Monitoring Marsh Clubmoss

10th August 2017

We’re training up a team of Marsh Clubmoss Species Monitors with Species Recovery Trust to protect this ancient plant

Never heard of Marsh Clubmoss? That’s not surprising. It’s only known from about 70 individual sites in the UK. It’s also easy to overlook as ‘just another moss’.

But, this small plant isn’t a moss at all. Lycopodiella inundata is in fact a type of fern, belonging to a strange relict family of plants which dominated the earth millions of years ago. It looks and feels like a fake plastic tree you’d put on the Christmas cake.

Clubmosses have a fascinating life cycle with above and below-ground horizontal stems and conifer-like vertical stems – known as strobili – which produce the spores. Then like a moss, the next stage (the gametophyte) happens in association with a symbiotic fungi. Once the gametophyte has grown it either produces sperm or eggs (and fertilisation occurs when the sperm swims towards the eggs in the wet habitats in which it lives).  But, they can also reproduce asexually, when an extra horizontal stem grows and produces its own strobilus, which eventually breaks off to become its own plant.

But enough of the fun facts and on with the story. Marsh Clubmoss is classified as endangered. Much of its favoured winter-wet peat sites, rutted trackways created by grazing animals and eroded channels of surface water draining over the bog, have gone, and the clubmoss along with it.

When the Species Recovery Trust surveyed the New Forest, Dorset Heaths, Thames Basin Heaths and Cumbrian stongholds previously, many of the sites looked to be in decline. It’s a real worry.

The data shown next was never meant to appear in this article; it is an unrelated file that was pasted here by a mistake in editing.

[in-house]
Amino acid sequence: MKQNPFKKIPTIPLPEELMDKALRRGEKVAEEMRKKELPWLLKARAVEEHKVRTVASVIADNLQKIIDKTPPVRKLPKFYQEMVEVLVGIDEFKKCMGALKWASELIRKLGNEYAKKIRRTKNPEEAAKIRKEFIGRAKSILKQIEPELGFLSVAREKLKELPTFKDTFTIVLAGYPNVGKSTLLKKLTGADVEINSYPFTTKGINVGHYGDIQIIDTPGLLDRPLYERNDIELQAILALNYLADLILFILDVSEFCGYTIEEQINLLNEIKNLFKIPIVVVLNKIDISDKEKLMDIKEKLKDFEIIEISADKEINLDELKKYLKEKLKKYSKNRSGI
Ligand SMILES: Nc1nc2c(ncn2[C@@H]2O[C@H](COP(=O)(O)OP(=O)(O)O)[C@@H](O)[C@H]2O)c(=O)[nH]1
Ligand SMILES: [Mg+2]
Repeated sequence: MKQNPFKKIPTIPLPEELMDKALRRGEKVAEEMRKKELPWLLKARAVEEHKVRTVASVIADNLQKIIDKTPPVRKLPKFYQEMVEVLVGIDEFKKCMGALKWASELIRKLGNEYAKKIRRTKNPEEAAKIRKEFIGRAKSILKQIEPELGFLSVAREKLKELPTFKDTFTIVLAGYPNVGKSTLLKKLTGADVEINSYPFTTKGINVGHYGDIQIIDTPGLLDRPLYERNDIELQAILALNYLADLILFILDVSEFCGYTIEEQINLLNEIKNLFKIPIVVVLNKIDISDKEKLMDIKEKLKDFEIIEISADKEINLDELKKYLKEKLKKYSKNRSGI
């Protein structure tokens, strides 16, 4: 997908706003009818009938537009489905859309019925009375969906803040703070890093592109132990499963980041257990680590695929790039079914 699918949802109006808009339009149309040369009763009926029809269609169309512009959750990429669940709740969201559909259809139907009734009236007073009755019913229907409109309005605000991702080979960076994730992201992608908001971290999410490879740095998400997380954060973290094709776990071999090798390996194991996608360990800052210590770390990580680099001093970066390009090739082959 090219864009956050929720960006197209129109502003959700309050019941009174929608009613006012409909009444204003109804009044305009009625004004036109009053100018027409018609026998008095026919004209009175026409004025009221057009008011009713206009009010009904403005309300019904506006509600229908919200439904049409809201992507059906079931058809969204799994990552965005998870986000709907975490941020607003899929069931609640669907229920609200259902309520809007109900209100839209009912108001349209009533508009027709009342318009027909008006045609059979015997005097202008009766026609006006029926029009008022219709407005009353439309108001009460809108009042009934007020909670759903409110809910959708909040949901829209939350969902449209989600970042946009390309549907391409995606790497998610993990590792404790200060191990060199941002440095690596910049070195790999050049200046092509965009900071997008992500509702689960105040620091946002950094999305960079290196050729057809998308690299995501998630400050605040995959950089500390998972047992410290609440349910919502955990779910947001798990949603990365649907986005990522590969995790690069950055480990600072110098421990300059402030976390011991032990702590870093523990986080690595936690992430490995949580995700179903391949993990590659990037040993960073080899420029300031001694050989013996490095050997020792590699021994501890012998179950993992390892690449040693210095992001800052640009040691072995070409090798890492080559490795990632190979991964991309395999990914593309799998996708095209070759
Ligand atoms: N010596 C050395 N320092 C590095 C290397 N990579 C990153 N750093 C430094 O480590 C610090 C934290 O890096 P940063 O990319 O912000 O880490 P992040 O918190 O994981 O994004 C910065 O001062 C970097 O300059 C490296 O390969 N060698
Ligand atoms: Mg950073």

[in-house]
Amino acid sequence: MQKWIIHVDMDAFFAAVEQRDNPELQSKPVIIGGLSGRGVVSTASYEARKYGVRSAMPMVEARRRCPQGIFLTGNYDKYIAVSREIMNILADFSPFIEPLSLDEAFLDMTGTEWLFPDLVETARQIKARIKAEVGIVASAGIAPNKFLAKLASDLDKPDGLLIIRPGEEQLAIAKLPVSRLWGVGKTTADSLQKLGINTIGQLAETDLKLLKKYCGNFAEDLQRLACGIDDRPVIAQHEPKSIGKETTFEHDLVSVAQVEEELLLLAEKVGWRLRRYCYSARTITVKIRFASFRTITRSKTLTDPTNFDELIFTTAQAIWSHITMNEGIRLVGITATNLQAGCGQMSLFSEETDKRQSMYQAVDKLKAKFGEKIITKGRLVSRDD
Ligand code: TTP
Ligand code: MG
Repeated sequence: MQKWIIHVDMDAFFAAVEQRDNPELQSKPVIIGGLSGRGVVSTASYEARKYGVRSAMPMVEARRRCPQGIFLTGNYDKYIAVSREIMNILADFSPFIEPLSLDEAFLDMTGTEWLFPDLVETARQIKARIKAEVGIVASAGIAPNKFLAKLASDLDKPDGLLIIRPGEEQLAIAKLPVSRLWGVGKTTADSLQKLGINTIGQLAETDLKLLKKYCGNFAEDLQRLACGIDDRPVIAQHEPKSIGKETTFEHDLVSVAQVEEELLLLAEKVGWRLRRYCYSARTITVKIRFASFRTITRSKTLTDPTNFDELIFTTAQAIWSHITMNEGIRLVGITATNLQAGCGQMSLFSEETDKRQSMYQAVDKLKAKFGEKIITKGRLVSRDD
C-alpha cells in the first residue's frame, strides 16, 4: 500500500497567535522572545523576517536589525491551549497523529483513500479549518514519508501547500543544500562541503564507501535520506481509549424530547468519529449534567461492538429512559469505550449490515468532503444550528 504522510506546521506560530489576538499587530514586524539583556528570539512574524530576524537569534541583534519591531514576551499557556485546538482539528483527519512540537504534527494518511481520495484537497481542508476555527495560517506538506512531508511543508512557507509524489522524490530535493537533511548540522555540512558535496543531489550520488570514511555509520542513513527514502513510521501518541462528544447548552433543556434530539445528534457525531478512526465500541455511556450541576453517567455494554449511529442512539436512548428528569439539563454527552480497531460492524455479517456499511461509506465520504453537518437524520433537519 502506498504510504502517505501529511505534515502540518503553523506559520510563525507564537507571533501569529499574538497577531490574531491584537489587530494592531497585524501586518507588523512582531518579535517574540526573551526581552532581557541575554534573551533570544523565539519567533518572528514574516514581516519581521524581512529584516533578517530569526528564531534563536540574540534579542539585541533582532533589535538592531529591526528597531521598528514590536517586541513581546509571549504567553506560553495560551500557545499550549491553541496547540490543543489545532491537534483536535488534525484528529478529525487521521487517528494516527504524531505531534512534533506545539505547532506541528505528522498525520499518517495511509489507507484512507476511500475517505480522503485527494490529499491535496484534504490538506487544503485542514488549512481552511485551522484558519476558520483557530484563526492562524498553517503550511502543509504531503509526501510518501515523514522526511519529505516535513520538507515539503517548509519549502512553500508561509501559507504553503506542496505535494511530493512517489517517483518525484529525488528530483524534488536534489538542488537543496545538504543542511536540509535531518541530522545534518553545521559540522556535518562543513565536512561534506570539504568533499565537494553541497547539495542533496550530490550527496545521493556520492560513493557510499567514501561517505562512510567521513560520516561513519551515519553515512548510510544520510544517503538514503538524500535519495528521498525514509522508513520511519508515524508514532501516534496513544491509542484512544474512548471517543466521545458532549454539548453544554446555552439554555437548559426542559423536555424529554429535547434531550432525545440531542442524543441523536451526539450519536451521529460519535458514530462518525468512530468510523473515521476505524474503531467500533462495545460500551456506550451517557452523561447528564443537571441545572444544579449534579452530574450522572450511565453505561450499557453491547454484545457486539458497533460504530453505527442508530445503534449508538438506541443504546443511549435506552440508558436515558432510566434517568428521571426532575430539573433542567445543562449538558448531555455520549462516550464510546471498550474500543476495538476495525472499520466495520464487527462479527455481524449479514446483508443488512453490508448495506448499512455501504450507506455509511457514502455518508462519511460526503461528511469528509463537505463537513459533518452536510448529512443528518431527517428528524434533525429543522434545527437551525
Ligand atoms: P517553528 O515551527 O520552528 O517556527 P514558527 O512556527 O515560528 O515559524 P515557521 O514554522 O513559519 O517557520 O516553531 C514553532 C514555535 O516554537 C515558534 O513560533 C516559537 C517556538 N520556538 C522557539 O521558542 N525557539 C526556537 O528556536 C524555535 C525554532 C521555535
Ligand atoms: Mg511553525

However, Marsh Clubmoss can have good and bad years so we need to visit them again and again. As with many things, regular monitoring is needed to allow us understand status and trends – this is the ethos of PondNet.

Thanks to the Heritage Lottery Fund and our PondNet volunteer network we are able to work with the Species Recovery Trust on a resurvey of all the known sites in the autumn and winter of 2017. We’re also keen to hear about new sites.

Dominic Price from the Species Recovery Trust told us:

Marsh Clubmoss is a truly remarkable plant; most closely related to the ferns, it has existed on the earth almost unchanged  for 400 million years. It thrives best on bare peat where grazing animals or other forms of disturbance have opened up the vegetation, but unfortunately this habitat has drastically declined over the last century, with many heathlands fenced off and too small to graze becoming choked with dense vegetation.

It is however a satisfying species to work on; as with some tweaking, such as reintroducing grazing or even using heavy machinery to create ponds with shallow sloping margins, it can often be brought back. Our work on it has focussed on trying to keep all the sites regularly monitored and when conditions deteriorate at any one site act to reverse this. Recently we have been training a network of volunteers across the country to recognise the plants and the habitat that supports it. It may not still be around in another 400 million years, but we certainly hope in 40 years we can turnaround its recent decline in the UK.

We’re very pleased to be able to work with the Species Recovery Trust to help monitor Marsh Clubmoss. We hope to run more training events in other parts of the country. If you are interested, drop us an email. We look forward to hearing from you.